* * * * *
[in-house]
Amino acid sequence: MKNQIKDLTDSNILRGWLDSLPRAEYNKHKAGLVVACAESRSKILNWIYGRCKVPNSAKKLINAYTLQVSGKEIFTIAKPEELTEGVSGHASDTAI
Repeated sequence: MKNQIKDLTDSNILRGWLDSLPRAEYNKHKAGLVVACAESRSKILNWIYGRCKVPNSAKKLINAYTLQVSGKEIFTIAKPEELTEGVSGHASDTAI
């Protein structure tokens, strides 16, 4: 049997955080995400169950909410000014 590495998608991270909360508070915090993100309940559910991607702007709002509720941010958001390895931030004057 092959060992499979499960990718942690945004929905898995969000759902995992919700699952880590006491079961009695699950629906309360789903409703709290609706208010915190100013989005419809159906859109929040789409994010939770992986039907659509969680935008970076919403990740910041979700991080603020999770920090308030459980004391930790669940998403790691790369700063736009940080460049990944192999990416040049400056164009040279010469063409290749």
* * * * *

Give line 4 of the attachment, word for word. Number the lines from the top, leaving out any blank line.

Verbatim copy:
């Protein structure tokens, strides 16, 4: 049997955080995400169950909410000014 590495998608991270909360508070915090993100309940559910991607702007709002509720941010958001390895931030004057 092959060992499979499960990718942690945004929905898995969000759902995992919700699952880590006491079961009695699950629906309360789903409703709290609706208010915190100013989005419809159906859109929040789409994010939770992986039907659509969680935008970076919403990740910041979700991080603020999770920090308030459980004391930790669940998403790691790369700063736009940080460049990944192999990416040049400056164009040279010469063409290749």